The questions that follow have to be ones like: “Where is the parliamentary political opposition?” “Where is it – whether in Ottawa or in the capitals of the provinces?” “Why isn’t it holding such events?” “Why aren’t the political Opposition parties in Canada acting among and with the people of Canada in open public spheres to educate, to inform, to act, to lead, to concentrate attention on the sell-out of the country?”  “Why is a political non-party necessary in Canada?” “Where has this Council of Canadians come from?”

Begin there – answering the last question – and much is answered. 

The fact is that the Council of Canadians is the bastard child of several forces which were coming to realize (a) the Canadian parliamentary system was collapsing, and (b) the “Party System” in Canada was betraying both Parliament and Canadians.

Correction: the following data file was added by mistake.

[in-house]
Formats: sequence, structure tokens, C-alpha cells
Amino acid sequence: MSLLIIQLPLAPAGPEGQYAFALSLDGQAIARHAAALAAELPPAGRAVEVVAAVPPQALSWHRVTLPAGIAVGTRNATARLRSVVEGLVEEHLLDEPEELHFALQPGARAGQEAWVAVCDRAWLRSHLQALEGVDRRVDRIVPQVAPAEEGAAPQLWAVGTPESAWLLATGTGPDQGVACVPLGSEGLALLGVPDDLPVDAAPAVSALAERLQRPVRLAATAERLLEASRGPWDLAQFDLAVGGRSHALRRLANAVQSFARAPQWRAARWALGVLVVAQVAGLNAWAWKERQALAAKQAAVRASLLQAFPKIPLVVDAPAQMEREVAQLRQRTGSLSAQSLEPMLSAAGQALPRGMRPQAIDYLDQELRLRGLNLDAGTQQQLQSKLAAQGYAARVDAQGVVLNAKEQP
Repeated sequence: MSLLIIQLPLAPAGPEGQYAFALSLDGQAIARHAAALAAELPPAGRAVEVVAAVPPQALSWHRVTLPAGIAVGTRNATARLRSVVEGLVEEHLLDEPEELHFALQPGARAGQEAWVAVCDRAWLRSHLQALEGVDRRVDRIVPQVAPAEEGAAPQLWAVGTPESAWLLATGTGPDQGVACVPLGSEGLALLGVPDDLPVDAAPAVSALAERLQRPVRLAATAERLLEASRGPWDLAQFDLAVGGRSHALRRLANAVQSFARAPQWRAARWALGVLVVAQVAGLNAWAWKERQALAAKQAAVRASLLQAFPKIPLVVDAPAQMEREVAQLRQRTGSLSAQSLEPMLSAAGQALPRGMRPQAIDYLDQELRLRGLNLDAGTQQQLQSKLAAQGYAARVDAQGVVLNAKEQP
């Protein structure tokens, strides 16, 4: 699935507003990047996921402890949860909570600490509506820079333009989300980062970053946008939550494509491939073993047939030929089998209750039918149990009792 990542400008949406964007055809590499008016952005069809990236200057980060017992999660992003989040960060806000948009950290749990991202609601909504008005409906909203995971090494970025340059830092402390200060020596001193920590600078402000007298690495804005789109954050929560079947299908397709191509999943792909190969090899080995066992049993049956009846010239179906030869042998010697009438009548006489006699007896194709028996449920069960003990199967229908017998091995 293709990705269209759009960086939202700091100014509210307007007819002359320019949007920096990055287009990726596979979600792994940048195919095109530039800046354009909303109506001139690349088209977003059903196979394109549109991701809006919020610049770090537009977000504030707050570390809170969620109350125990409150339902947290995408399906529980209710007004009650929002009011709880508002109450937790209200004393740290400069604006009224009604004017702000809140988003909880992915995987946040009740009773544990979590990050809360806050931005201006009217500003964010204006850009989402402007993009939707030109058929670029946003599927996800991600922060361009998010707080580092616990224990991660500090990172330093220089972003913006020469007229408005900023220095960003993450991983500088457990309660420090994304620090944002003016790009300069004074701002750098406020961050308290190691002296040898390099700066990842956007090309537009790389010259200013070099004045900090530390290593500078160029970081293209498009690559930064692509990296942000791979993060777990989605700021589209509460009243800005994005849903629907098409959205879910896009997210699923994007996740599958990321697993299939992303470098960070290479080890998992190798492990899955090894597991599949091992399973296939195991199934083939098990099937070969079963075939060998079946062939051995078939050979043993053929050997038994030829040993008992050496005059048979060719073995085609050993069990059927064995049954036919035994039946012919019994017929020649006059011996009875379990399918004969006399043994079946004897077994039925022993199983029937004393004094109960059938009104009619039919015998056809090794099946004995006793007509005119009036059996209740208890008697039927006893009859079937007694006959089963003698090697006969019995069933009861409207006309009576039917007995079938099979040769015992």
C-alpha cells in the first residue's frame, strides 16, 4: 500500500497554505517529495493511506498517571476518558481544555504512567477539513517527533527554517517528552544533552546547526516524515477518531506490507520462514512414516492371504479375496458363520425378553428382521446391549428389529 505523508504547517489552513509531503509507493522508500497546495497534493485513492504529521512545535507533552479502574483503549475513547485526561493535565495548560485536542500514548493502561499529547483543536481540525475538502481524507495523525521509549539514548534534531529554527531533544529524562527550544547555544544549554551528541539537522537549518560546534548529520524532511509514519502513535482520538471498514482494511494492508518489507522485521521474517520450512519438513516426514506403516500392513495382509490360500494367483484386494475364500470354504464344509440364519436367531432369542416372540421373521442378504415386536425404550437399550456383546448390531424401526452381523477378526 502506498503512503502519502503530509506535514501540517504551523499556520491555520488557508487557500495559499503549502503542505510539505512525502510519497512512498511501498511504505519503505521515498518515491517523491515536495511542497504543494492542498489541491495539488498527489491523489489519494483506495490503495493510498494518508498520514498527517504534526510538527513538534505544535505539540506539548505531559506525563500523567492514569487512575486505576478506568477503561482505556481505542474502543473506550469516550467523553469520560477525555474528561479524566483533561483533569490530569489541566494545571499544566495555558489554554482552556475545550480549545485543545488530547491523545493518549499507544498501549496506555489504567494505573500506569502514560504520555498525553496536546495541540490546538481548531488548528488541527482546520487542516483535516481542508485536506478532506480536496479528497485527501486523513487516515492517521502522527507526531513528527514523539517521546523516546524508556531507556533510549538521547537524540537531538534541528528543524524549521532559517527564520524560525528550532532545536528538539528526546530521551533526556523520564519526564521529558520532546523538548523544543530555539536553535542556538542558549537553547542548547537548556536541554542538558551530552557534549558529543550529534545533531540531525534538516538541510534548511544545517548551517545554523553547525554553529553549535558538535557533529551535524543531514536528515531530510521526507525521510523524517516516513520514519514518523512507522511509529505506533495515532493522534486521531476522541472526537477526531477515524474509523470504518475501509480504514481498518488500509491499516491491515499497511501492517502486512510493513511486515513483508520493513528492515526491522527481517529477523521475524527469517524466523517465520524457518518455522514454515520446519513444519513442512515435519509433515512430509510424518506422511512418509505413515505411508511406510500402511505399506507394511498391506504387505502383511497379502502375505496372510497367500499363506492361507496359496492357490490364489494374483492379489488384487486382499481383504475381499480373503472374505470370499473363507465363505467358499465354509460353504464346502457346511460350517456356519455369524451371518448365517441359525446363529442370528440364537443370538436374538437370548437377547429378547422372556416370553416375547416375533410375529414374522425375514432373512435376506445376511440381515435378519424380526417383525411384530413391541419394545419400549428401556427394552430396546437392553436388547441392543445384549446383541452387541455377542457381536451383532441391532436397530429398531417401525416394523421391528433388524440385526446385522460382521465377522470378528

Strangely, the beginning happened within a Party.  In 1969, a group of (mostly young) progressives were convinced that the New Democratic Party was going to the Right, was forsaking its roots, was becoming a collaborator with the sell-out forces in Canada, and that the NDP was betraying Canadians in its parliamentary role. Those (mostly) young people created a left rump in the NDP which came to be known as “the Waffle movement in the NDP” with a slogan “Independence and Socialism”.

The Waffle had very high profile for a few years until driven out of the Party by the Lewis family, the U.S. unions, and their allies. Its importance (to this discussion) was that it focused attention on many independence issues that were not being addressed by the parliamentary Parties. It gathered real sympathy in the NDP and in both the Liberal and Progressive Conservative Parties of the time.